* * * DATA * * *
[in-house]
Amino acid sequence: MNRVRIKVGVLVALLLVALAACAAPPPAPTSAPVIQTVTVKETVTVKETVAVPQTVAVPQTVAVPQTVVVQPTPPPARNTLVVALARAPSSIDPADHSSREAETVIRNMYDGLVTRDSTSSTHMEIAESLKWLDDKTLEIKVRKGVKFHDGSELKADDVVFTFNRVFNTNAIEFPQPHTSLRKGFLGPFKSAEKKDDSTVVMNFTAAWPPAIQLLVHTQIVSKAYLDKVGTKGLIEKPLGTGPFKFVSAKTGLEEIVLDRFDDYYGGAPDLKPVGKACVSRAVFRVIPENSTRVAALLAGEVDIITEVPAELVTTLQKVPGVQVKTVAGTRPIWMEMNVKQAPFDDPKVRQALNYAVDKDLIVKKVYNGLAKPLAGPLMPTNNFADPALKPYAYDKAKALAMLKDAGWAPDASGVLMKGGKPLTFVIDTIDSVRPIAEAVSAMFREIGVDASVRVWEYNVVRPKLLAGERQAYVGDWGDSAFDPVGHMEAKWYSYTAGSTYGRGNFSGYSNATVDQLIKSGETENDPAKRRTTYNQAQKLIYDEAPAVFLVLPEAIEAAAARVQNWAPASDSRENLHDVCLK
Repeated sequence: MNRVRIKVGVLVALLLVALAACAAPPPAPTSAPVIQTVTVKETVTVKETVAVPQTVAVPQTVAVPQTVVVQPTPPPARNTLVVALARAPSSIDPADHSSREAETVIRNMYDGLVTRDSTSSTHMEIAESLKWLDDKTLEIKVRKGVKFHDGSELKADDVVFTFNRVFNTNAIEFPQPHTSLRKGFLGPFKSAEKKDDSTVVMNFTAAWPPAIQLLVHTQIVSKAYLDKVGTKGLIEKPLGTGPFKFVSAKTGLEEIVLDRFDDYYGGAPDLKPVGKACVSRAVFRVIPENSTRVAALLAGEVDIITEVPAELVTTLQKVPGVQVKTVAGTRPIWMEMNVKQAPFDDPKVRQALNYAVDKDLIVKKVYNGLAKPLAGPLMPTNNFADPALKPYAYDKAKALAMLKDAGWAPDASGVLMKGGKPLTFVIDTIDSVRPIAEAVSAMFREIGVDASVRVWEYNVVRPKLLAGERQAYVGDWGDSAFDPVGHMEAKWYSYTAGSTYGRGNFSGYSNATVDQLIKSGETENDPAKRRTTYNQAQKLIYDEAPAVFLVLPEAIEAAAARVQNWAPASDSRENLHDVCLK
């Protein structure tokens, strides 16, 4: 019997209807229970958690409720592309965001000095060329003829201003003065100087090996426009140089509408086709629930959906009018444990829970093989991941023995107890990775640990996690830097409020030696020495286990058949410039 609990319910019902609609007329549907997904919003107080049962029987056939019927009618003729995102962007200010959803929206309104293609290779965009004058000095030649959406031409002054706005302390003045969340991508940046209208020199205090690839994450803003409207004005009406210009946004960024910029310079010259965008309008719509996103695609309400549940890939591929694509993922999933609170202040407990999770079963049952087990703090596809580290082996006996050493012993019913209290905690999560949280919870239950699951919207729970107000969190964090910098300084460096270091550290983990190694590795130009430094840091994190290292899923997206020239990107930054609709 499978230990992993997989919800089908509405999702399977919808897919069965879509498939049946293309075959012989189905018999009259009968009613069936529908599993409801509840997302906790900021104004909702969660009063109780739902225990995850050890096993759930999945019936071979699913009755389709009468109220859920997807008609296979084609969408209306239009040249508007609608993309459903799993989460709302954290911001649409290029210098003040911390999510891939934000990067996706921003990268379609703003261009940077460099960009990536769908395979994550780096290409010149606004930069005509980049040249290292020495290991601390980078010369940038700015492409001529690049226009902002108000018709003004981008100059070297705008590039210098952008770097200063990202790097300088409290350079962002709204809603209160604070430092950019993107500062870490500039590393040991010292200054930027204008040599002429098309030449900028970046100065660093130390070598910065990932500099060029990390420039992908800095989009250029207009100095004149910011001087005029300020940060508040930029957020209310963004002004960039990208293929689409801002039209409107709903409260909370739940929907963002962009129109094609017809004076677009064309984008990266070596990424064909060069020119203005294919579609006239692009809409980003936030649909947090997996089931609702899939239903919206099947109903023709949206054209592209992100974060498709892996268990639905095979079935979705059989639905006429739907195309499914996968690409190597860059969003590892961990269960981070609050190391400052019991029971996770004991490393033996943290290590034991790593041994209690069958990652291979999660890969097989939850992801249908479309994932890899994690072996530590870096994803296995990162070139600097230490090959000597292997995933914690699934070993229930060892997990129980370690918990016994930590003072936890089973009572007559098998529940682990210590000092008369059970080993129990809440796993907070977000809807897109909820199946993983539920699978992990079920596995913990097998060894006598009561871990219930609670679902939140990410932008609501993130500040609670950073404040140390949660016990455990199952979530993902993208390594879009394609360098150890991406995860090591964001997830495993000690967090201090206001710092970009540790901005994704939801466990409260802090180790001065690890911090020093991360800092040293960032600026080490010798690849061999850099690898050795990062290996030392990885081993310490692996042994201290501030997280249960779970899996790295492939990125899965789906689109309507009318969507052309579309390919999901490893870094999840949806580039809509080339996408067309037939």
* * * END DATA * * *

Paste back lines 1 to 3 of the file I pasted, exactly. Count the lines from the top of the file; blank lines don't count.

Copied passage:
[in-house]
Amino acid sequence: MNRVRIKVGVLVALLLVALAACAAPPPAPTSAPVIQTVTVKETVTVKETVAVPQTVAVPQTVAVPQTVVVQPTPPPARNTLVVALARAPSSIDPADHSSREAETVIRNMYDGLVTRDSTSSTHMEIAESLKWLDDKTLEIKVRKGVKFHDGSELKADDVVFTFNRVFNTNAIEFPQPHTSLRKGFLGPFKSAEKKDDSTVVMNFTAAWPPAIQLLVHTQIVSKAYLDKVGTKGLIEKPLGTGPFKFVSAKTGLEEIVLDRFDDYYGGAPDLKPVGKACVSRAVFRVIPENSTRVAALLAGEVDIITEVPAELVTTLQKVPGVQVKTVAGTRPIWMEMNVKQAPFDDPKVRQALNYAVDKDLIVKKVYNGLAKPLAGPLMPTNNFADPALKPYAYDKAKALAMLKDAGWAPDASGVLMKGGKPLTFVIDTIDSVRPIAEAVSAMFREIGVDASVRVWEYNVVRPKLLAGERQAYVGDWGDSAFDPVGHMEAKWYSYTAGSTYGRGNFSGYSNATVDQLIKSGETENDPAKRRTTYNQAQKLIYDEAPAVFLVLPEAIEAAAARVQNWAPASDSRENLHDVCLK
Repeated sequence: MNRVRIKVGVLVALLLVALAACAAPPPAPTSAPVIQTVTVKETVTVKETVAVPQTVAVPQTVAVPQTVVVQPTPPPARNTLVVALARAPSSIDPADHSSREAETVIRNMYDGLVTRDSTSSTHMEIAESLKWLDDKTLEIKVRKGVKFHDGSELKADDVVFTFNRVFNTNAIEFPQPHTSLRKGFLGPFKSAEKKDDSTVVMNFTAAWPPAIQLLVHTQIVSKAYLDKVGTKGLIEKPLGTGPFKFVSAKTGLEEIVLDRFDDYYGGAPDLKPVGKACVSRAVFRVIPENSTRVAALLAGEVDIITEVPAELVTTLQKVPGVQVKTVAGTRPIWMEMNVKQAPFDDPKVRQALNYAVDKDLIVKKVYNGLAKPLAGPLMPTNNFADPALKPYAYDKAKALAMLKDAGWAPDASGVLMKGGKPLTFVIDTIDSVRPIAEAVSAMFREIGVDASVRVWEYNVVRPKLLAGERQAYVGDWGDSAFDPVGHMEAKWYSYTAGSTYGRGNFSGYSNATVDQLIKSGETENDPAKRRTTYNQAQKLIYDEAPAVFLVLPEAIEAAAARVQNWAPASDSRENLHDVCLK